Alabama Supreme Court Ruling Could End IVF Treatments in State

This post originally appeared on Alabama Reflector.

Patient advocates fear that a Friday ruling by the Alabama Supreme Court stating that frozen embryos outside the womb are “children” could be the end for in vitro fertilization (IVF) in the state.

In a majority opinion, Justice Jay Mitchell wrote that there was no exception for frozen embryos under an 1872 law allowing civil lawsuits for the wrongful death of children, or under a 2018 state constitutional amendment that required the state to “ensure the protection of the rights of the unborn child.”

“The upshot here is that the phrase ‘minor child’ means the same thing in the Wrongful Death of a Minor Act as it does in everyday parlance: ‘an unborn or recently born’ individual member of the human species, from fertilization until the age of majority,” Mitchell wrote. “Nothing about the Act narrows that definition to unborn children who are physically ‘in utero.’ Instead, the Act provides a cause of action for the death of any ‘minor child,’ without exception or limitation.”

The decision could leave fertility clinics vulnerable to lawsuits over frozen embryos, and could hamper access to fertility treatments.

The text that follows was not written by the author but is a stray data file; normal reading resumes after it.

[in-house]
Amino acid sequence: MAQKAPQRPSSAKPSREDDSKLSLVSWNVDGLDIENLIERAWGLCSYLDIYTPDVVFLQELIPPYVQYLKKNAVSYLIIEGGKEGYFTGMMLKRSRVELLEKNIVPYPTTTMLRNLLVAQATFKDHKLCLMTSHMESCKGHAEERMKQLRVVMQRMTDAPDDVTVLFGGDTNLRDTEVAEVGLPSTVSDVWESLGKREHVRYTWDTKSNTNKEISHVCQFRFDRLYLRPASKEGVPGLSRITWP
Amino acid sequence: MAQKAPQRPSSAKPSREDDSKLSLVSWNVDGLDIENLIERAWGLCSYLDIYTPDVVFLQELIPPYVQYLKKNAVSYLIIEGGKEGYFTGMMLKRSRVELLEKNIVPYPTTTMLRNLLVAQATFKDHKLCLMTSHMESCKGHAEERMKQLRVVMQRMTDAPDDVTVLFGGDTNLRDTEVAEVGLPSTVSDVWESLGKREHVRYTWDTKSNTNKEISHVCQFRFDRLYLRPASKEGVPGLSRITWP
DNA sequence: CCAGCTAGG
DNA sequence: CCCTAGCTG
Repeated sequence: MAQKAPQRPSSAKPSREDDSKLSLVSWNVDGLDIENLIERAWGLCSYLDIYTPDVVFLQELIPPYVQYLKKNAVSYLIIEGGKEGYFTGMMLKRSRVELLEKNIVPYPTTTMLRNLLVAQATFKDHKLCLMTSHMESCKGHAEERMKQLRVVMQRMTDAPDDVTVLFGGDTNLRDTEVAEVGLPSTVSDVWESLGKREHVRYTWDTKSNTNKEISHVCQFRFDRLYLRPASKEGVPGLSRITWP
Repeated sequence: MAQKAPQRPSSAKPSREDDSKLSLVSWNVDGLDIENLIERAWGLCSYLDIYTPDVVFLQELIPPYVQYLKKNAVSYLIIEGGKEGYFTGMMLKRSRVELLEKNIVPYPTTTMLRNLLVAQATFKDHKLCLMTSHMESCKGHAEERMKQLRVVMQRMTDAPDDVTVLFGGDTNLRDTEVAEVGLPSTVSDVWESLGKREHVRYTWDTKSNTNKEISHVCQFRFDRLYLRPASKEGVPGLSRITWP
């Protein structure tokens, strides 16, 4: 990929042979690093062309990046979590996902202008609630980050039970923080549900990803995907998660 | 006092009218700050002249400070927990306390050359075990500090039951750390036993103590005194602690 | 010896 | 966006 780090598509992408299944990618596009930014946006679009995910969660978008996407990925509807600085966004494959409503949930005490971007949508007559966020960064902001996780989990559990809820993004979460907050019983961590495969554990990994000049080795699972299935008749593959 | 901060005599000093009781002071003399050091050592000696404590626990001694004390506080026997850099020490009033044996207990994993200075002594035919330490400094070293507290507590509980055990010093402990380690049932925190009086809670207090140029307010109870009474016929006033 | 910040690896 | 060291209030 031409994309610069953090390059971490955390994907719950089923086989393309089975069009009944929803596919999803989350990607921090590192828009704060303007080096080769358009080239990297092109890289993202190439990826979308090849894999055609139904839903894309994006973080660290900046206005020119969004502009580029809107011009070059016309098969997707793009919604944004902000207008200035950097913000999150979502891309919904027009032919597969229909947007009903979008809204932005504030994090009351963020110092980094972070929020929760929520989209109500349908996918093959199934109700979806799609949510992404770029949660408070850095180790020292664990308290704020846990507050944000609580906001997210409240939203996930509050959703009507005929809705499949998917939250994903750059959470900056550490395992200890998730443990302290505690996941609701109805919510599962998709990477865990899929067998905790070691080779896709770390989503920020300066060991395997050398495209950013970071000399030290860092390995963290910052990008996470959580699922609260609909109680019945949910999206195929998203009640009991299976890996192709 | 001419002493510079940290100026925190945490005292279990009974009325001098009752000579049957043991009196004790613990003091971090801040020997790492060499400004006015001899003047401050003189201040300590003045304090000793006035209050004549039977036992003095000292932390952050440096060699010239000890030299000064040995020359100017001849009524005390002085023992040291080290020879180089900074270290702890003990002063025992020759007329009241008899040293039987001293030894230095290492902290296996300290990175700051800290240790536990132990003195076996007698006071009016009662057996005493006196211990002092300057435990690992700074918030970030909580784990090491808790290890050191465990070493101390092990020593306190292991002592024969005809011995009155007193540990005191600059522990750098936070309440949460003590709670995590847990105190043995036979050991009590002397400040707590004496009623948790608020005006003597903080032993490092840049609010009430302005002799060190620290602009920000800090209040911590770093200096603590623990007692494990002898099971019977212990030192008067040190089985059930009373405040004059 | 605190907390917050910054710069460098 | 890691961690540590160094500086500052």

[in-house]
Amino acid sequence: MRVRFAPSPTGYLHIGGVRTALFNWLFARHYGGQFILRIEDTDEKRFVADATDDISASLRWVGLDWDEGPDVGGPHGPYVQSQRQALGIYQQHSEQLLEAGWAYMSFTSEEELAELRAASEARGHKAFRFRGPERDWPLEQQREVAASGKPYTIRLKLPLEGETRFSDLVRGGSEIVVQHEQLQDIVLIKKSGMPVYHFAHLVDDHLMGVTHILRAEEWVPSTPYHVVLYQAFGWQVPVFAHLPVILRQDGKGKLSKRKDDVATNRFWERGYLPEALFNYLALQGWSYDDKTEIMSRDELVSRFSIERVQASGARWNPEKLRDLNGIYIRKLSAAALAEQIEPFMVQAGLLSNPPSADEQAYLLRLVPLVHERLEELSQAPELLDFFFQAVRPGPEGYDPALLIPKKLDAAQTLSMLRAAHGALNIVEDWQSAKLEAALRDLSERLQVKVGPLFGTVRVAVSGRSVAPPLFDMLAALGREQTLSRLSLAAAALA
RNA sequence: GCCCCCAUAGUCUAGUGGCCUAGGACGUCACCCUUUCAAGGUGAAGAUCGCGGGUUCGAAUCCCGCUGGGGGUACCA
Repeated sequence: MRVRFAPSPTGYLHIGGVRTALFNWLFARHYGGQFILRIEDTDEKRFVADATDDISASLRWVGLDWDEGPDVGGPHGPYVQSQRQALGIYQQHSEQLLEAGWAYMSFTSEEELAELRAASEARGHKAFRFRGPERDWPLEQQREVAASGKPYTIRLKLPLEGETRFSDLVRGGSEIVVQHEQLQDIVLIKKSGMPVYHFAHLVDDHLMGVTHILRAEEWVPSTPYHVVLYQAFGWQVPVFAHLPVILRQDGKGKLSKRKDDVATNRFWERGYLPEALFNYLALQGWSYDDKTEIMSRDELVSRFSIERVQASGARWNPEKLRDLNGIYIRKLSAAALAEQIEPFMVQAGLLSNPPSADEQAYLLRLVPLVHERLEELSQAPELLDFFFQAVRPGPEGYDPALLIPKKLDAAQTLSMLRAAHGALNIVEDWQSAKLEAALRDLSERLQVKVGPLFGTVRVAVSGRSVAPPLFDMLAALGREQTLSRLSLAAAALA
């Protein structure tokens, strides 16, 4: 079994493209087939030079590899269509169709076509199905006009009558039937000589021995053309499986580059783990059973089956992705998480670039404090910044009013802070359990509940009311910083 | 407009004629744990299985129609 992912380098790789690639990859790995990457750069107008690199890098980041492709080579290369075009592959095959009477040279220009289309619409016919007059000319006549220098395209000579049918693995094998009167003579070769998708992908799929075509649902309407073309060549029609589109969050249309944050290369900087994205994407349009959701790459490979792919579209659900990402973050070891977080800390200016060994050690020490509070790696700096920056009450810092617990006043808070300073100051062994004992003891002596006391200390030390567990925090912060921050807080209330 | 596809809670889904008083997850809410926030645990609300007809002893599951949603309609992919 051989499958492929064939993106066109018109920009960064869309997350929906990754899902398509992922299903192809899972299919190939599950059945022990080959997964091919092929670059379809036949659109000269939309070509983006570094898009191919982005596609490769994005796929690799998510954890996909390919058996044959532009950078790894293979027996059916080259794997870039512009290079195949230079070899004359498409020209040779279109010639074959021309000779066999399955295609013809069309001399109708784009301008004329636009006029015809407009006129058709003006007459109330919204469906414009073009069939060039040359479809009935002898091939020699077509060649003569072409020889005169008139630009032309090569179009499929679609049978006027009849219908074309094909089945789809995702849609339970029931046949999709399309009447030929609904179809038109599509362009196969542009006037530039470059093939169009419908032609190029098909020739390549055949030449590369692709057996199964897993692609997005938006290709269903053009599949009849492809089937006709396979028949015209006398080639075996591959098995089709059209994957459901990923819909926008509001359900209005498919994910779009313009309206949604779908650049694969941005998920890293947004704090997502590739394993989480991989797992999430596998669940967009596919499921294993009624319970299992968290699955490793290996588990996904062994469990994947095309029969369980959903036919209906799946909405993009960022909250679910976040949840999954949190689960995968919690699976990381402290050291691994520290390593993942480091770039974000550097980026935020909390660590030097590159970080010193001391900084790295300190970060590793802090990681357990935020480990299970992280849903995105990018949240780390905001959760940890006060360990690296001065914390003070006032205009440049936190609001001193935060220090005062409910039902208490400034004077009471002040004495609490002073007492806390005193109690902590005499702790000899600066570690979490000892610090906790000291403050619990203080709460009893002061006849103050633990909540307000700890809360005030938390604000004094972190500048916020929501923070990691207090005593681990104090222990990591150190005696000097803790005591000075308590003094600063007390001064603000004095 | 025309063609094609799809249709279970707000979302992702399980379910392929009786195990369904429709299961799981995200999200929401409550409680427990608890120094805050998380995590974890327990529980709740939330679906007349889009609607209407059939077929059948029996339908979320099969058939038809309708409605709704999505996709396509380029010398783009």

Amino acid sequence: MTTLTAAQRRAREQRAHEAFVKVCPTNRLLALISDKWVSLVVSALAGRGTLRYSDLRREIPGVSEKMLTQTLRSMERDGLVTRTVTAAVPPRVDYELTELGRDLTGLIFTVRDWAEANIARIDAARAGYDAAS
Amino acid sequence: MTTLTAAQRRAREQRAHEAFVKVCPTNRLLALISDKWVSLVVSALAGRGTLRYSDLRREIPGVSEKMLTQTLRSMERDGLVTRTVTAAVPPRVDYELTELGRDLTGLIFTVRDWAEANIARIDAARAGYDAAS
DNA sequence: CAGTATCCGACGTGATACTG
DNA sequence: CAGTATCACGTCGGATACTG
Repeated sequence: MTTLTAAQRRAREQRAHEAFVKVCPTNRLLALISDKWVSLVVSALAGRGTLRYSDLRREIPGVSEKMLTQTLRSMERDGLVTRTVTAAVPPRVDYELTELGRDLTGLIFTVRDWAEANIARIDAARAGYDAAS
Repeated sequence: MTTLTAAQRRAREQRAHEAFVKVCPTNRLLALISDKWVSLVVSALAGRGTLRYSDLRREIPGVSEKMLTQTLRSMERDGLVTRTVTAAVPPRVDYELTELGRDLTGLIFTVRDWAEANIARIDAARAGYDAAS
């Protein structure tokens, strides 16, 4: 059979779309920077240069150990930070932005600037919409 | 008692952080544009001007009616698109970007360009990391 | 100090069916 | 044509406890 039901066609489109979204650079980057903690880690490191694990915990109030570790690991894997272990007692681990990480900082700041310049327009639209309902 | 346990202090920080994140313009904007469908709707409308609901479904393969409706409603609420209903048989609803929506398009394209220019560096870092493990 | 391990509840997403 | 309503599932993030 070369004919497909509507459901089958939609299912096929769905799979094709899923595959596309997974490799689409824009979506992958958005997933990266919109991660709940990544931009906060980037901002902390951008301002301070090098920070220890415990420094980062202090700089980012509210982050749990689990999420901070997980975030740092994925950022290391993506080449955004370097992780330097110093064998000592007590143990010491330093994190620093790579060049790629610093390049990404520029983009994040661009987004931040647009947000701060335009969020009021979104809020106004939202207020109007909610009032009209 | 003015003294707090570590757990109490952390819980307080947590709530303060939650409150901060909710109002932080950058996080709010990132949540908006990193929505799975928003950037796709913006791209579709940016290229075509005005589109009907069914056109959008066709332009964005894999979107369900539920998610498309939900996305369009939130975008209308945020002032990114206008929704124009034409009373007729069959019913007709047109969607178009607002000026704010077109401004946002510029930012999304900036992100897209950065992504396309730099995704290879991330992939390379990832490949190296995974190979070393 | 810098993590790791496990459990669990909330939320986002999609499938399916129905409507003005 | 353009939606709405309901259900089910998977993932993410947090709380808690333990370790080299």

Barbara Collura, CEO of RESOLVE: The National Infertility Association, said Monday she’s concerned that because the decision is based on a “wrongful death” lawsuit, that it could prevent people in the state from attempting IVF treatment.

“We’re going to have a situation where people being able to get care for their infertility is going to be so much harder in Alabama, and not because we’re putting more protections in place, because the way the court has decided the status of a fertilized egg,” Collura said.

The lawsuit involved embryos stored at a fertility clinic in Mobile. According to the opinion, in 2020 a patient “managed to wander” into the fertility clinic and remove several frozen embryos from the nursery, according to the lawsuit. The patient dropped the frozen embryos to the floor, resulting in their loss.

Plaintiffs in the case, who had successfully used embryos stored at the facility, sued the clinic under the state’s Wrongful Death of A Child Act. A lower court, siding with the clinic, dismissed the suit, ruling that the embryos did not fit definitions of “person” or “child” and could not lead to a wrongful death claim.